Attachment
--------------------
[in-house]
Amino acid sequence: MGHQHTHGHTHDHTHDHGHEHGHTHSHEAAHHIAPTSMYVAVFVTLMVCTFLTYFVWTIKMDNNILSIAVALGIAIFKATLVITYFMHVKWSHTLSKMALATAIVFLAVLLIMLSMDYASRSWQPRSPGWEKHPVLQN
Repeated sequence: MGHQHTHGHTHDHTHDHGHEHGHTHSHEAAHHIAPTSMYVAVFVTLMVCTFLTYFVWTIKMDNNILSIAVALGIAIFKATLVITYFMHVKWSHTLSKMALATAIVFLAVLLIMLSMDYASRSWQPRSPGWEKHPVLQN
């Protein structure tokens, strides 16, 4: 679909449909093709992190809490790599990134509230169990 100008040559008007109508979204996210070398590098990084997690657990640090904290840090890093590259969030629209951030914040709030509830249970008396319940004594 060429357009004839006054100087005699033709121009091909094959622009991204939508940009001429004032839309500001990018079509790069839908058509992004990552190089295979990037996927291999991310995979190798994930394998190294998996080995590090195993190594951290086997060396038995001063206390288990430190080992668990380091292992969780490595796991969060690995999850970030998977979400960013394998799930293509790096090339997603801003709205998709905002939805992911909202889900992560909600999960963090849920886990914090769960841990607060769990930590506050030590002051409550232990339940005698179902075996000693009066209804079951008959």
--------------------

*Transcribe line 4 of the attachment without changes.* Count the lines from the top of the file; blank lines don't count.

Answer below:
């Protein structure tokens, strides 16, 4: 679909449909093709992190809490790599990134509230169990 100008040559008007109508979204996210070398590098990084997690657990640090904290840090890093590259969030629209951030914040709030509830249970008396319940004594 060429357009004839006054100087005699033709121009091909094959622009991204939508940009001429004032839309500001990018079509790069839908058509992004990552190089295979990037996927291999991310995979190798994930394998190294998996080995590090195993190594951290086997060396038995001063206390288990430190080992668990380091292992969780490595796991969060690995999850970030998977979400960013394998799930293509790096090339997603801003709205998709905002939805992911909202889900992560909600999960963090849920886990914090769960841990607060769990930590506050030590002051409550232990339940005698179902075996000693009066209804079951008959």